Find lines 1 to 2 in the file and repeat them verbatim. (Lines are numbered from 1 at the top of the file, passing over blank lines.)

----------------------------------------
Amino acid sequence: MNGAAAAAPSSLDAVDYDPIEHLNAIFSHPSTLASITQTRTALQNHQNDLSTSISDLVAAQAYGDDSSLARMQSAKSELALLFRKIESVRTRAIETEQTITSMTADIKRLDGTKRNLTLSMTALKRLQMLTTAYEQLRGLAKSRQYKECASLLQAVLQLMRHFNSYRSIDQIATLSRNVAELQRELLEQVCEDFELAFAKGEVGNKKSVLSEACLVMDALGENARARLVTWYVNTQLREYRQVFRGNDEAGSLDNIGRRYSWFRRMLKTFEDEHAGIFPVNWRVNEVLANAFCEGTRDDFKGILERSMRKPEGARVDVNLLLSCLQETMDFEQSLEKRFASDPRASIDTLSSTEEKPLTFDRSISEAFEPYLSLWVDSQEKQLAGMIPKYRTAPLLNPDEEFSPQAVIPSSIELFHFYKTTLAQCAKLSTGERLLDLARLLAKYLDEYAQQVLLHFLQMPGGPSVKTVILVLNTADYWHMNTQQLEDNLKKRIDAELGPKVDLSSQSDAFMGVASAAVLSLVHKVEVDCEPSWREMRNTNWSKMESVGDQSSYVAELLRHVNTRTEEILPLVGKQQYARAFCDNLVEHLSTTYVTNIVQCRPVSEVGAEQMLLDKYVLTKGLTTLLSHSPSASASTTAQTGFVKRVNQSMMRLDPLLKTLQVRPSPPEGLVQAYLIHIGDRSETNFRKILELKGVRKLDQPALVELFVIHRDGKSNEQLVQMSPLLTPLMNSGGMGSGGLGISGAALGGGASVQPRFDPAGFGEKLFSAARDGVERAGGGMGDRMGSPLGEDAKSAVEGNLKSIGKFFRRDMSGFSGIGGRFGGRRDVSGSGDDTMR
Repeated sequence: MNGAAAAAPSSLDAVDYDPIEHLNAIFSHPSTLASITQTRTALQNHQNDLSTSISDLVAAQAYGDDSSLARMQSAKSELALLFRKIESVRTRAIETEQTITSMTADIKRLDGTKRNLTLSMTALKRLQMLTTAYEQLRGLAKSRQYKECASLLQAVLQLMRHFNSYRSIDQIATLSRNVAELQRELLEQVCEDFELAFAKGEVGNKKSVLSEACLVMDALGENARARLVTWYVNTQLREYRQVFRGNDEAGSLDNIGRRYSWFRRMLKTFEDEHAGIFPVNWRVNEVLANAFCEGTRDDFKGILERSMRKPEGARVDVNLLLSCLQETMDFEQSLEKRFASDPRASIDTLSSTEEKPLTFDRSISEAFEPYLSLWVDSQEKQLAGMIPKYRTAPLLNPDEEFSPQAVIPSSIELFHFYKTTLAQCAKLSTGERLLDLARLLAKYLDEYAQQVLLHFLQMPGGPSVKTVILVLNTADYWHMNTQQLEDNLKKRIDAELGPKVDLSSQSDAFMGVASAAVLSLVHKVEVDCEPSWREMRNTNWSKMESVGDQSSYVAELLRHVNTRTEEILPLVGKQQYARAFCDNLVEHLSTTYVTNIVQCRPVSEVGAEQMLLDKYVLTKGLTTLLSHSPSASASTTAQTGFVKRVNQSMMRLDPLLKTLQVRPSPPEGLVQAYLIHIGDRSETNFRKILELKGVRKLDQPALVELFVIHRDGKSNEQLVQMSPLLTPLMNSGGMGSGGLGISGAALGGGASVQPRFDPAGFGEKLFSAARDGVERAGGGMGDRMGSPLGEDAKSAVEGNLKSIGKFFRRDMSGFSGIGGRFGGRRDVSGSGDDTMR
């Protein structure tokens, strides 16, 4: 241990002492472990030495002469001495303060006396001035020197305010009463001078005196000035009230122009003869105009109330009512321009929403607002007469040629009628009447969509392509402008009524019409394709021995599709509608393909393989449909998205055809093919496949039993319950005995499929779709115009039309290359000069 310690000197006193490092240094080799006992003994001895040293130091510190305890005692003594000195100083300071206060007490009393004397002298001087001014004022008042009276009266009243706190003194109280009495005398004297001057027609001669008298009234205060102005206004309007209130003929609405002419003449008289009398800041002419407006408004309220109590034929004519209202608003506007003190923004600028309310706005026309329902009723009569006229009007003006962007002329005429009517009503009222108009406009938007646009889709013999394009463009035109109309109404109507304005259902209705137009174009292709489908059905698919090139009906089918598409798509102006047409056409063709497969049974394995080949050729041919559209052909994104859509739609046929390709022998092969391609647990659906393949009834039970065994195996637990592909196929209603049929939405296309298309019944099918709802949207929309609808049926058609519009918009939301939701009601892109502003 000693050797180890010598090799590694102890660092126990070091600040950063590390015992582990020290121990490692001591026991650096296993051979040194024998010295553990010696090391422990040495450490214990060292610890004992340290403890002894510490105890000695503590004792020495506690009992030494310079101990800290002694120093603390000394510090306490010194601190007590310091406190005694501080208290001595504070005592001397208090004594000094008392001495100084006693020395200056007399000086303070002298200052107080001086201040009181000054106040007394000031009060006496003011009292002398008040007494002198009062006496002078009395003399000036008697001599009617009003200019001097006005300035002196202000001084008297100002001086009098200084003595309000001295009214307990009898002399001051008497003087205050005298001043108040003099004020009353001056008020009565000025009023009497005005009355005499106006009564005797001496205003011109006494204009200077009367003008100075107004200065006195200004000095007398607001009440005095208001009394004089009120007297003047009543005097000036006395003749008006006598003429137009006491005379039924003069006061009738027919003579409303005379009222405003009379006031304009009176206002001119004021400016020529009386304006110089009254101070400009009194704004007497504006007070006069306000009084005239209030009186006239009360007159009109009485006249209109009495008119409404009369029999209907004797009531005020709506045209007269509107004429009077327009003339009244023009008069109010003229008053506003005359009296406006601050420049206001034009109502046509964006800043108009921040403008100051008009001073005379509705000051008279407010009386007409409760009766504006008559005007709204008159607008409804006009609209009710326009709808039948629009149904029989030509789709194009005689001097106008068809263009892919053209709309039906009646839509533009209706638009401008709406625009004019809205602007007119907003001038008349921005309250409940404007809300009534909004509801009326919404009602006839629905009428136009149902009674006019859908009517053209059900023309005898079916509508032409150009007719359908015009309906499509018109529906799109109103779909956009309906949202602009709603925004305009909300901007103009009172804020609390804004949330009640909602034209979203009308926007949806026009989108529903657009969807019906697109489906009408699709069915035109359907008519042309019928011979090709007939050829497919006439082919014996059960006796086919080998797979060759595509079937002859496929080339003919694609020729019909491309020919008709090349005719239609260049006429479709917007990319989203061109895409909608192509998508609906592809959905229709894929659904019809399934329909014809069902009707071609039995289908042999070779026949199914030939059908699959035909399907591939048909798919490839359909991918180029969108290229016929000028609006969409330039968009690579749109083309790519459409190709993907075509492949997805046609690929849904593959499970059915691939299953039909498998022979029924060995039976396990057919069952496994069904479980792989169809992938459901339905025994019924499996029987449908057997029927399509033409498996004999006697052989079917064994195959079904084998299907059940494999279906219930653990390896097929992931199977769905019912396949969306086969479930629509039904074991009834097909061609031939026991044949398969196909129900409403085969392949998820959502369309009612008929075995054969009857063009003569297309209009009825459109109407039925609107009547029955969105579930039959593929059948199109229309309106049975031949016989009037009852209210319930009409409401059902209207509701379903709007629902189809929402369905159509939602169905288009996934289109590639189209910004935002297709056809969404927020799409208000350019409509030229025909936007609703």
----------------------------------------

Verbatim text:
Amino acid sequence: MNGAAAAAPSSLDAVDYDPIEHLNAIFSHPSTLASITQTRTALQNHQNDLSTSISDLVAAQAYGDDSSLARMQSAKSELALLFRKIESVRTRAIETEQTITSMTADIKRLDGTKRNLTLSMTALKRLQMLTTAYEQLRGLAKSRQYKECASLLQAVLQLMRHFNSYRSIDQIATLSRNVAELQRELLEQVCEDFELAFAKGEVGNKKSVLSEACLVMDALGENARARLVTWYVNTQLREYRQVFRGNDEAGSLDNIGRRYSWFRRMLKTFEDEHAGIFPVNWRVNEVLANAFCEGTRDDFKGILERSMRKPEGARVDVNLLLSCLQETMDFEQSLEKRFASDPRASIDTLSSTEEKPLTFDRSISEAFEPYLSLWVDSQEKQLAGMIPKYRTAPLLNPDEEFSPQAVIPSSIELFHFYKTTLAQCAKLSTGERLLDLARLLAKYLDEYAQQVLLHFLQMPGGPSVKTVILVLNTADYWHMNTQQLEDNLKKRIDAELGPKVDLSSQSDAFMGVASAAVLSLVHKVEVDCEPSWREMRNTNWSKMESVGDQSSYVAELLRHVNTRTEEILPLVGKQQYARAFCDNLVEHLSTTYVTNIVQCRPVSEVGAEQMLLDKYVLTKGLTTLLSHSPSASASTTAQTGFVKRVNQSMMRLDPLLKTLQVRPSPPEGLVQAYLIHIGDRSETNFRKILELKGVRKLDQPALVELFVIHRDGKSNEQLVQMSPLLTPLMNSGGMGSGGLGISGAALGGGASVQPRFDPAGFGEKLFSAARDGVERAGGGMGDRMGSPLGEDAKSAVEGNLKSIGKFFRRDMSGFSGIGGRFGGRRDVSGSGDDTMR
Repeated sequence: MNGAAAAAPSSLDAVDYDPIEHLNAIFSHPSTLASITQTRTALQNHQNDLSTSISDLVAAQAYGDDSSLARMQSAKSELALLFRKIESVRTRAIETEQTITSMTADIKRLDGTKRNLTLSMTALKRLQMLTTAYEQLRGLAKSRQYKECASLLQAVLQLMRHFNSYRSIDQIATLSRNVAELQRELLEQVCEDFELAFAKGEVGNKKSVLSEACLVMDALGENARARLVTWYVNTQLREYRQVFRGNDEAGSLDNIGRRYSWFRRMLKTFEDEHAGIFPVNWRVNEVLANAFCEGTRDDFKGILERSMRKPEGARVDVNLLLSCLQETMDFEQSLEKRFASDPRASIDTLSSTEEKPLTFDRSISEAFEPYLSLWVDSQEKQLAGMIPKYRTAPLLNPDEEFSPQAVIPSSIELFHFYKTTLAQCAKLSTGERLLDLARLLAKYLDEYAQQVLLHFLQMPGGPSVKTVILVLNTADYWHMNTQQLEDNLKKRIDAELGPKVDLSSQSDAFMGVASAAVLSLVHKVEVDCEPSWREMRNTNWSKMESVGDQSSYVAELLRHVNTRTEEILPLVGKQQYARAFCDNLVEHLSTTYVTNIVQCRPVSEVGAEQMLLDKYVLTKGLTTLLSHSPSASASTTAQTGFVKRVNQSMMRLDPLLKTLQVRPSPPEGLVQAYLIHIGDRSETNFRKILELKGVRKLDQPALVELFVIHRDGKSNEQLVQMSPLLTPLMNSGGMGSGGLGISGAALGGGASVQPRFDPAGFGEKLFSAARDGVERAGGGMGDRMGSPLGEDAKSAVEGNLKSIGKFFRRDMSGFSGIGGRFGGRRDVSGSGDDTMR